To some observers, the broad protest movement that erupted this summer to defend Bay Area community radio station KPFA (94.1 FM) looked like a near riot.. To others, the grassroots action that reversed the station’s shutdown looked like the deliberate work of a well-organized and media-savvy coalition of professional activists. In reality, our movement–which drew in thousands of ordinary people, commanded front-page media attention, and won the support of celebrities and government officials–was neither pure chaos nor pure calculation. Like all popular movements, the “Free KPFA” mobilization was a lot of both. At this point, we should neither mystify nor deify the struggle, but examine it critically. We can apply the resulting lessons in our ongoing fight to establish democratic, community control of the entire Pacifica network–and eventually of the U.S. media establishment as a whole.
Pacifica Power Grab
The events that led up to Pacifica management’s shutdown of KPFA have been well-chronicled in MediaFile and elsewhere. Suffice it to say that this year the 50-year-old organization’s board went on a power trip: consolidating its power, firing outspoken KPFA station manager Nicole Sawaya, and then dismissing any broadcaster with enough guts to tell listeners the truth about Pacifica’s “internal issues.”
But on July 13, Pacifica management went too far. That day, its security guards pulled dissident newscaster Dennis Bernstein from the air–live–and switched off all local broadcasting. Then Pacifica executive director Lynne Chadwick had Berkeley police officers arrest Bernstein and the co-directors of the KPFA news department, along with 50-plus community protesters who rushed to the station in response to Bernstein’s on-air cries. The next day–while broadcasting tapes shipped in from the Pacifica Archives–Pacifica management announced an indefinite lockout of the entire KPFA staff.
Apparently, Pacifica’s board leaders assumed that any local reaction to their heavy-handed tactics would be shallow or short-lived.
23 Days That Shook Pacifica
They miscalculated. Mass protests erupted immediately and continued throughout the lockout; the number of protesters regularly swelled into the hundreds and sometimes thousands. All five Bay Area Labor Councils, representing a quarter-million workers, passed resolutions siding with KPFA staff and supporters. The Oakland, Berkeley, and San Francisco city councils approved resolutions denouncing Pacifica management. Oakland Mayor Jerry Brown, San Francisco Mayor Willie Brown, and San Francisco Board of Supervisors President Tom Ammiano all publicly called for Pacifica’s board leadership to step down.
The Joint Audit Committee of the California Legislature voted to hold public hearings on Pacifica management’s conduct. Progressive telephone company Working Assets set up a toll-free line to the desk of Pacifica Board Chair Dr. Mary Frances Berry. Local media outlets, CNN, and The New York Times gave the pro-KPFA forces overwhelmingly favorable coverage. On July 31, more than 12,000 people marched in support of the station.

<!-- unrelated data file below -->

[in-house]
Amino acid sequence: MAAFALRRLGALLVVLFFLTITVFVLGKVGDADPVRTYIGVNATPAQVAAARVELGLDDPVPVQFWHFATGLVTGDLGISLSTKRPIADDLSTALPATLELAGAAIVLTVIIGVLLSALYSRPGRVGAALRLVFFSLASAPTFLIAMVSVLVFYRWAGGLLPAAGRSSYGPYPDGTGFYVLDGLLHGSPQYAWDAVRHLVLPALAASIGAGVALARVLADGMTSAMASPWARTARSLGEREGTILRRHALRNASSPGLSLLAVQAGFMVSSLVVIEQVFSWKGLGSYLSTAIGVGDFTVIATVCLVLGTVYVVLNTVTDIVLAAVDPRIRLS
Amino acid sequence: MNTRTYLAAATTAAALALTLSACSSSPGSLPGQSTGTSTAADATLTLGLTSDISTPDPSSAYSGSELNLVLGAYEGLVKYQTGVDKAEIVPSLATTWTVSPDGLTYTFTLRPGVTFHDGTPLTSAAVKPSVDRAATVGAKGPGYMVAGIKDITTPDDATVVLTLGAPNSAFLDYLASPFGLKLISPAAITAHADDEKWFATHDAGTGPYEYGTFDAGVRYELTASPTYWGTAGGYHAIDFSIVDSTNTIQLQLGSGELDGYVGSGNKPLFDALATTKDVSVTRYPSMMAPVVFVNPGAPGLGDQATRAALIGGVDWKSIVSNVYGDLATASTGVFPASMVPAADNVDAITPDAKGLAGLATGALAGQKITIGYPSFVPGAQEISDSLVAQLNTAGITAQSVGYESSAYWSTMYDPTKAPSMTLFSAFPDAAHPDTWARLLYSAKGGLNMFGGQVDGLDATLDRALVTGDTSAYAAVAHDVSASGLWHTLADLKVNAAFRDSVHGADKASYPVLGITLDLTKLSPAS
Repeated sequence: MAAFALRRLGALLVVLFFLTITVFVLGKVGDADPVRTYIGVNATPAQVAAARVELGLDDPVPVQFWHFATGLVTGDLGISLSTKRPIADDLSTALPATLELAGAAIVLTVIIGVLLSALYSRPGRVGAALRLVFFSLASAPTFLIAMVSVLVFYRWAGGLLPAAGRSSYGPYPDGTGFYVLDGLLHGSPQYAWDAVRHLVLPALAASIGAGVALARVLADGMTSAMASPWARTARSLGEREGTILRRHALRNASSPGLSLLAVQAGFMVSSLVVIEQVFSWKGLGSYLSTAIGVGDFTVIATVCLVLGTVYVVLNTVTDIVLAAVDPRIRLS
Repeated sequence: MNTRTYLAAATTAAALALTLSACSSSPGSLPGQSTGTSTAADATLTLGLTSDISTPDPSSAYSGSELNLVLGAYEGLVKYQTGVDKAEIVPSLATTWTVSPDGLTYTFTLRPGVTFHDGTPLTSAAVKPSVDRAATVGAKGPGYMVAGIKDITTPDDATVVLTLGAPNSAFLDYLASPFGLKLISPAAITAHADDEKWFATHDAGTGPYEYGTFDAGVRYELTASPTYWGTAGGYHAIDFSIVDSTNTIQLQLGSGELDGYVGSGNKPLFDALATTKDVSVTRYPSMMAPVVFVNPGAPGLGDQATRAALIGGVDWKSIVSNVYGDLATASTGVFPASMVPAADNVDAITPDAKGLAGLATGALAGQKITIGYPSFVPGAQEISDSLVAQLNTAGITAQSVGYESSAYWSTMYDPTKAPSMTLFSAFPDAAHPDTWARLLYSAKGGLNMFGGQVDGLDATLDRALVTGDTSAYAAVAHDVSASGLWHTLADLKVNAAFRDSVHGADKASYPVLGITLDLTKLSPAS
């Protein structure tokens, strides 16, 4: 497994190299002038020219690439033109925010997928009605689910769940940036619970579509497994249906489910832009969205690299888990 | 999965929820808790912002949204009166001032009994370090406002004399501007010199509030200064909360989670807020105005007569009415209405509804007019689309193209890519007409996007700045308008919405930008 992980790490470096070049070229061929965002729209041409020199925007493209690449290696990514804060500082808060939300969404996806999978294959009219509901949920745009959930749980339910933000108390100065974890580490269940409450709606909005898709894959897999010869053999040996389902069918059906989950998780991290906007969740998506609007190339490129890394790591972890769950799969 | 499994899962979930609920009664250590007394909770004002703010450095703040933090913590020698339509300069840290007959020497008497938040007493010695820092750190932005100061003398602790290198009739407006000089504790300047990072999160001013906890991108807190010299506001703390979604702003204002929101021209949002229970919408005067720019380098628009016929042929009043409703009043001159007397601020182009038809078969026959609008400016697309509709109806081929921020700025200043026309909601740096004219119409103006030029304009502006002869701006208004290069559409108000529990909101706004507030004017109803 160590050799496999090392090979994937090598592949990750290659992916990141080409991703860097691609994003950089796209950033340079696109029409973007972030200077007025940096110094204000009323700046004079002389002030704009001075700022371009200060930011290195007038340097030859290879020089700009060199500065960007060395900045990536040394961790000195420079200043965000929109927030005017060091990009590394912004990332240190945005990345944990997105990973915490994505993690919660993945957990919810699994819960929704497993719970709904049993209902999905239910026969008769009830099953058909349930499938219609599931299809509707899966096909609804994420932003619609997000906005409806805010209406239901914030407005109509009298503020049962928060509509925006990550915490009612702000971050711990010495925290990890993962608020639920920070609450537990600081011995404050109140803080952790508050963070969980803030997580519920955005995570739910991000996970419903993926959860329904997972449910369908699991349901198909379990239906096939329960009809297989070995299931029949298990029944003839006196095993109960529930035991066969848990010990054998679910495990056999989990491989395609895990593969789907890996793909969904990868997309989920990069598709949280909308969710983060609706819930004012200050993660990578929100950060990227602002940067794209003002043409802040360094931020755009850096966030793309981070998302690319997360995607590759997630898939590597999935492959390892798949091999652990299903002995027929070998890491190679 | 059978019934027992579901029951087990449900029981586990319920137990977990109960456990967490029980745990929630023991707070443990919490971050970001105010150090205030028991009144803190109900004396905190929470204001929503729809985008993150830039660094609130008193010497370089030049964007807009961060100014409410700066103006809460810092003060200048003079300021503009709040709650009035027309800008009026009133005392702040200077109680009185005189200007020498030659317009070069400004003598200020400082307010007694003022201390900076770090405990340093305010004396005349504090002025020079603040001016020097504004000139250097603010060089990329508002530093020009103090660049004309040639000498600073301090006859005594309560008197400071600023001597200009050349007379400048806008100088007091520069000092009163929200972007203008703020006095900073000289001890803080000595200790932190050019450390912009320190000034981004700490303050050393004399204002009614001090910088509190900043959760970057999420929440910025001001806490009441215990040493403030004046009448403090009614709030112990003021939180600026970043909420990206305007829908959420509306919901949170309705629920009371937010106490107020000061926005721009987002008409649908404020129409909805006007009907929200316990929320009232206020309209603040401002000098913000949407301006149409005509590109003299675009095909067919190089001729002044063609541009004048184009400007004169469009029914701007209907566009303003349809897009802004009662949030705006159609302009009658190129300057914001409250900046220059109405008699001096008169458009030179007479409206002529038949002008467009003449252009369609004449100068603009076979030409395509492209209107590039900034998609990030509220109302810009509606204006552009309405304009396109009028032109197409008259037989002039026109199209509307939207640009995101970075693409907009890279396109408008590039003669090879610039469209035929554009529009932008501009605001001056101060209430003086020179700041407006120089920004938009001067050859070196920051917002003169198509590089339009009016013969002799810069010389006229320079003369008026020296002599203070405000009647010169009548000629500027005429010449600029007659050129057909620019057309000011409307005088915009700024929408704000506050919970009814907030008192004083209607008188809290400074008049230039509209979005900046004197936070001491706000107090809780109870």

In the face of the growing backlash, Pacifica management publicly backed down July 28, ultimately turning over the keys to the building, reversing some dismissals, and letting the KPFA staff run the station without censorship.
The Key: Worker-Community Solidarity
Two critical factors made this stunning victory possible. The first was the solidarity of KPFA’s paid and unpaid staff in the face of outrageous bullying by national management. The second was the willingness of a broad array of community forces to insert themselves dramatically into the struggle–not only to win justice for staff, but also to reform both Pacifica and KPFA.
I was one of those community activists. I saw KPFA as the only major radio station addressing local survival issues and as an invaluable asset for progressive forces. But initially, finding an effective way to get involved was tough. During the first days of protests, hundreds of concerned community members flocked to the station. Numerous speeches were delivered over a great outdoor sound system. But there was no petition to sign. No up-to-date literature. No one consistently organizing demonstrators into working groups. No plan to win.
The street in front of the station was being used as a stage for speechmaking by radio personalities and prominent supporters–not as a staging ground from which to launch a broader movement. Hundreds of people milled around in front of the station, asking each other, “What’s the plan?” “Where can I plug in?” “How can I help?”
Chaos: No Plan and No One in Charge
This mass confusion was a reflection of the fact that no single organization was capable of absorbing or directing the huge outpouring of concern and support. In a typical labor dispute, the union organizes community support and gives it direction. But the issues at stake here far transcended anything as simple as negotiating wage and benefit packages, and the Communications Workers of America union local showed little interest in playing the role of community organizer.
KPFA’s 200 or so unpaid workers (whom Pacifica management had successfully pressured CWA to exclude from union membership), were still in the process of organizing themselves independently. They were in no position to give the community forces much guidance either.